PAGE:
Monthly Archives: April 2011

A Bit of Royalty in New Jersey

Maybe it’s because of the extensive coverage of the royal wedding, but don’t be surprised if some New Jerseyans are thinking that their state is becoming more and more like a monarchy every day.

The state’s constitution already makes whoever is sitting in the New Jersey Governor’s Office one of the most powerful governors in the nation. Other than the lieutenant governor (a position that was not even created until 2005), the governor is the only statewide, non-federal, official elected by voters. In many other states, attorney generals, comptrollers and other cabinet-level officials are elected positions. In New Jersey, the governor gets to appoint his or her cabinet members, as well as judges, county prosecutors and a host of other officials.

The New Jersey governor also has line-item veto authority, which allows him or her to delete part of a bill passed by the legislature that involves spending – a provision that has been coveted not just by other governors, but also by occupants of the Oval Office.

Into this scenario comes Chris Christie, New Jersey’s 55th governor. Continue reading

Who Really Are the Most Influential People in the World?

For a state that finds itself as the punch line of too many jokes, Time magazine’s recent list of the 100 most influential people in the world offers New Jerseyans some badly needed ammunition to counter the laughs that people have at our state’s expense.

Governor Christie and Newark Mayor Cory Booker made the list, as did Newark native Ray Chambers, who has worked hard to revitalize the city and now is focused on eradicating malaria; former N.J. Environmental Commissioner Lisa Jackson, who now heads the U.S. Environmental Protection Agency, and punk rock pioneer Patti Smith, who grew up in Deptford Township. Not a bad showing for a list that includes just 100 people from all over the world.

More telling, however, is Continue reading

Christie Walks A Dangerous Line with Comments on Weinberg

Governor Christie’s suggestion to reporters that they take the bat out on State Senator Loretta Weinberg because she is collecting a taxpayer-funded pension in addition to her salary as a legislator probably won’t change too many people’s opinions about New Jersey’s GOP governor.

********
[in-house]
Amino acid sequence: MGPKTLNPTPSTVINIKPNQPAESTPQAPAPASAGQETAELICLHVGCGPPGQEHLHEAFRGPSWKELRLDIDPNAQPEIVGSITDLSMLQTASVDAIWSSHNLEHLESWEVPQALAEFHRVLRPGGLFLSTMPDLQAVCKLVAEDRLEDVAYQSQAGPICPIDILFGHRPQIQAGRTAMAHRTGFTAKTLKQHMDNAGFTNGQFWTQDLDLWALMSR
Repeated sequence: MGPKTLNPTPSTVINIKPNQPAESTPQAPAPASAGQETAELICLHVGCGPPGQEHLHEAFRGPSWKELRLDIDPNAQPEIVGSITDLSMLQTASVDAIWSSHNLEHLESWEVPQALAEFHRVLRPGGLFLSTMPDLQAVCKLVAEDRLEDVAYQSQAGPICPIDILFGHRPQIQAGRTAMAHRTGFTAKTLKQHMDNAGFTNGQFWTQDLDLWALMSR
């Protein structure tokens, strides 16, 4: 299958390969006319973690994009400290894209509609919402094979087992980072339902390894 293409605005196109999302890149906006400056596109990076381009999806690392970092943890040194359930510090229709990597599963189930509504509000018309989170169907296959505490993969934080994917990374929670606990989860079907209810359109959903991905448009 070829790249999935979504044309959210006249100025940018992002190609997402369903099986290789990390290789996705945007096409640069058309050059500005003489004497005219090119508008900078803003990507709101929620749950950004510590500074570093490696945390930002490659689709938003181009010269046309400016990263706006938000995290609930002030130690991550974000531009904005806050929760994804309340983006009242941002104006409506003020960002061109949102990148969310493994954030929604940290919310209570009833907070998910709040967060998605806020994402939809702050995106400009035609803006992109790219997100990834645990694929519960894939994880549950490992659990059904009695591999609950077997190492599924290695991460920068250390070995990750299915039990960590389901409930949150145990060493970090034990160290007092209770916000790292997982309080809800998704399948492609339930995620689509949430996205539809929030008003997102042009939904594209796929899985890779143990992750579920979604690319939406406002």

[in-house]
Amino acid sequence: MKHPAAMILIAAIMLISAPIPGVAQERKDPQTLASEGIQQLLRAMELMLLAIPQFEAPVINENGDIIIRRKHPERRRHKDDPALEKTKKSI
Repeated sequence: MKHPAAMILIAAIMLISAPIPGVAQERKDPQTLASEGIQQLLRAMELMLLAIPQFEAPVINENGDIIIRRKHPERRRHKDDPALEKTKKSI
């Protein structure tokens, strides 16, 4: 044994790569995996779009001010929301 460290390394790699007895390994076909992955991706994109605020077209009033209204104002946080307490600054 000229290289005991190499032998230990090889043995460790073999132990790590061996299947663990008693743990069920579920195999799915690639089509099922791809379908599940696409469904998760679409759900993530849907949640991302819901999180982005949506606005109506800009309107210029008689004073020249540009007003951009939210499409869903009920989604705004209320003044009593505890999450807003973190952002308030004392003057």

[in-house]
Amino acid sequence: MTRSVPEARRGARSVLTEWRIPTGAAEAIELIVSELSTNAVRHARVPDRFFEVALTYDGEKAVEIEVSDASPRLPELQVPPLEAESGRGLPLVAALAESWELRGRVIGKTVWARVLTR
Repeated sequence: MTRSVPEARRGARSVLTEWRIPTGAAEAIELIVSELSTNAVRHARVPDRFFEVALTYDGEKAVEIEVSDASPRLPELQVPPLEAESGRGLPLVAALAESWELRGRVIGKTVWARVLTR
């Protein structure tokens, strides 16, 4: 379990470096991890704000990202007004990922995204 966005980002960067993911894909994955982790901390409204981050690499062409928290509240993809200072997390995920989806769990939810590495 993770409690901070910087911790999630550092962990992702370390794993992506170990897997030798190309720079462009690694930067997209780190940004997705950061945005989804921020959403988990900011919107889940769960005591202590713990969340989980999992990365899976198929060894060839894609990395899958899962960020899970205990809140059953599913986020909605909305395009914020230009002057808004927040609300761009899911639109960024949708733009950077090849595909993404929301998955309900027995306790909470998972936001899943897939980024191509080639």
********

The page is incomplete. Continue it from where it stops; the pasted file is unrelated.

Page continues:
His supporters are likely to back him faithfully, as they have done throughout his term as the state’s chief executive. And they’ll probably take some shots at the media for good measure.

Meanwhile, Christie’s opponents will cite his comments as further proof that Christie is arrogant, mean-spirited, cruel, and bad for New Jersey.

The real significance of Christie’s comments, however, involves his long-term political future. True, the man has become extremely popular, largely because he displays a demeanor that resonates with today’s citizenry.

But if he harbors any ambition for higher office, Christie needs to start thinking a little more carefully before he speaks, even if that is not his style.

This week, he’s telling reporters to take a bat out on a 76-year old widow. Earlier this month, he strongly implied that Assemblywoman Bonnie Watson Coleman was responsible for a young man’s murder because he allegedly was murdered by a man let out of jail early under terms of a bill she authored. Last year, he got in trouble for comments he made after New Jersey missed out on $400 million in federal over education funds – which prompted the Obama Administration to release a video showing that Christie’s charges were not accurate.

So far, the ramifications of such comments have been minimal. In fact, they may have even boosted Christie’s popularity. However, he is walking on a dangerous high wire. The line between being outspoken and unacceptable is a thin one, and the list of people whose careers ended abruptly because they crossed that line — even just once —  is a long one.